International Finance Corporation

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INTERNATIONAL FINANCE CORPORATION

STRUCTURE
6.0 objectives
6.1 Introduction
6.2 Ownership and management
6.3 IFC's Objectives
6.4 Funds of IFC
6.5 IFC’S Strategic Focus
6.6 Financial Products & Advisory services of IFC
6.6.1 Financial Services
6.6.2 Advisory Services

6.7 Project Cycle
6.8 Summary
6.9 Practice Questions
6.10 Suggested Readings

6.0 OBJECTIVES
After reading this chapter the students should be able to:
1. know what is IFC.
2. understand its management and funding.
3. understand its main activities.

6.1 INTRODUTION
The International Finance Corporation (IFC) is one of the world bank group institution was set up in 1956 to promotes sustainable private sector investment in developing countries as a way to reduce poverty and improve people's lives. IFC is a member of the World Bank Group and is headquartered in Washington, DC. It shares the primary objective of all World Bank Group institutions: to improve the quality of the lives of people in its developing member countries. IFC is the largest multilateral source of loan and equity financing for private sector projects in the developing world. It promotes sustainable private sector development primarily by: 1. Financing private sector projects and companies located in the developing world. 2. Helping private companies in the developing world mobilize financing in international financial markets. 3. Providing advice and technical assistance to businesses and governments. IFC's mandate is to promote sustainable economic development through the private sector. IFC pursues this goal through innovative solutions to the challenges of development, as it invest in companies and financial institutions in emerging markets. IFC considers positive developmental impact an integral part of good business, and focus much of its effort on the countries with the greatest need for investment. IFC recognize that economic growth is sustainable only if it is environmentally and socially sound and helps improve the quality of life for those living in developing countries.

6.2 OWNERSHIP AND MANAGEMENT
IFC has 182 member countries. To join IFC, a country must:
Be a member of the World Bank (IBRD);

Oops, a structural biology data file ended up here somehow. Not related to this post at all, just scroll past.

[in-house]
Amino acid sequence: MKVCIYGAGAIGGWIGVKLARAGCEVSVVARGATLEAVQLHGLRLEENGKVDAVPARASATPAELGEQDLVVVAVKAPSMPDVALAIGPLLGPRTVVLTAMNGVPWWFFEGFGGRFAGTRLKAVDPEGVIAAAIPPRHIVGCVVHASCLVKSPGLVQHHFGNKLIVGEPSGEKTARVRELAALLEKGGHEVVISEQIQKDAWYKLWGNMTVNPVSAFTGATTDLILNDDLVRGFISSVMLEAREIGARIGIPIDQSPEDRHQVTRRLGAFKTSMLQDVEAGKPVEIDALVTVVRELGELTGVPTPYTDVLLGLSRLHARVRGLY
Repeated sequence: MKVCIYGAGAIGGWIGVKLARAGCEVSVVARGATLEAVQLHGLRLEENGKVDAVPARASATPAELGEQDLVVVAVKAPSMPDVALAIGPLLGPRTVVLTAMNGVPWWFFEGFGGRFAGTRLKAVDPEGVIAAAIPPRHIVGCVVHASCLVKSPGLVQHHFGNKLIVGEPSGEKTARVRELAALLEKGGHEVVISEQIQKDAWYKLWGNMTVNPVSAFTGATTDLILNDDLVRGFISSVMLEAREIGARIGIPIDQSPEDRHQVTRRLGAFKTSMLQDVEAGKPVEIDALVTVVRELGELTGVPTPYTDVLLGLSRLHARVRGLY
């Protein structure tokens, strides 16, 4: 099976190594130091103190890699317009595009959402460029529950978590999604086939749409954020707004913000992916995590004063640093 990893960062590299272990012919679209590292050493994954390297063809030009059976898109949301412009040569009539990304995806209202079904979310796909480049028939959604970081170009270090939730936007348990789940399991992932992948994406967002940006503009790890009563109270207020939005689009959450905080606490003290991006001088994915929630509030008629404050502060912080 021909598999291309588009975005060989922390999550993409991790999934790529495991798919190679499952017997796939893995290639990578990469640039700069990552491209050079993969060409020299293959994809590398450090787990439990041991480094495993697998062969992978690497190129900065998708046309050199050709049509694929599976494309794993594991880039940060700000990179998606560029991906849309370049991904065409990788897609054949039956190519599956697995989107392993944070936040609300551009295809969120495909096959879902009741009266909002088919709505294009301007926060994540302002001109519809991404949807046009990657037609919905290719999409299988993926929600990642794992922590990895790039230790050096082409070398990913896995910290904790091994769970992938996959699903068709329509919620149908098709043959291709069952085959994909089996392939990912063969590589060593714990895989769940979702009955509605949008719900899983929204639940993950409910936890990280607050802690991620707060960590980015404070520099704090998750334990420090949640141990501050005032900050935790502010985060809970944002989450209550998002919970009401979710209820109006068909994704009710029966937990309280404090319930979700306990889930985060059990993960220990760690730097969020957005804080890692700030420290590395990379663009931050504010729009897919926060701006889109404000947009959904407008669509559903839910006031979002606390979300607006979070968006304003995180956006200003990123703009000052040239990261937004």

Have signed IFC's Articles of Agreement; and
Have deposited with the World Bank Group's Corporate Secretariat an Instrument of Acceptance of IFC's Articles of Agreement.
These member countries, collectively determine its policies and approve investments.. IFC's corporate powers are vested in its Board of Governors, to which member countries appoint representatives. IFC's share capital, which is paid in, is provided by its member countries, and voting is in proportion to the number of shares held. IFC's authorized capital (the sums contributed by its members over the years) is $2.45 billion; IFC's net worth (which includes authorized capital and retained earnings) was $9.8 billion as of June 2005. The Board of Governors delegates many of its powers to the Board of Directors, which is composed of the Executive Directors of the IBRD, and which represents IFC's member countries. The Board of Directors reviews all projects. The President of the World Bank Group also serves as IFC's president. IFC's CEO and Executive Vice President,is responsible for the overall management of day-to-day operations. Although IFC coordinates its activities in many areas with the other institutions in the World Bank Group, IFC generally operates independently as it is legally and financially autonomous with its own Articles of Agreement, share capital, management and staff. IFC's member countries, through a Board of Governors and a Board of Directors, guide IFC's programs and activities. Each country appoints one governor and one alternate. IFC corporate powers are vested in the Board of Governors, which delegates most powers to a board of 24 directors. Voting power on issues brought before them is weighted according to the share...
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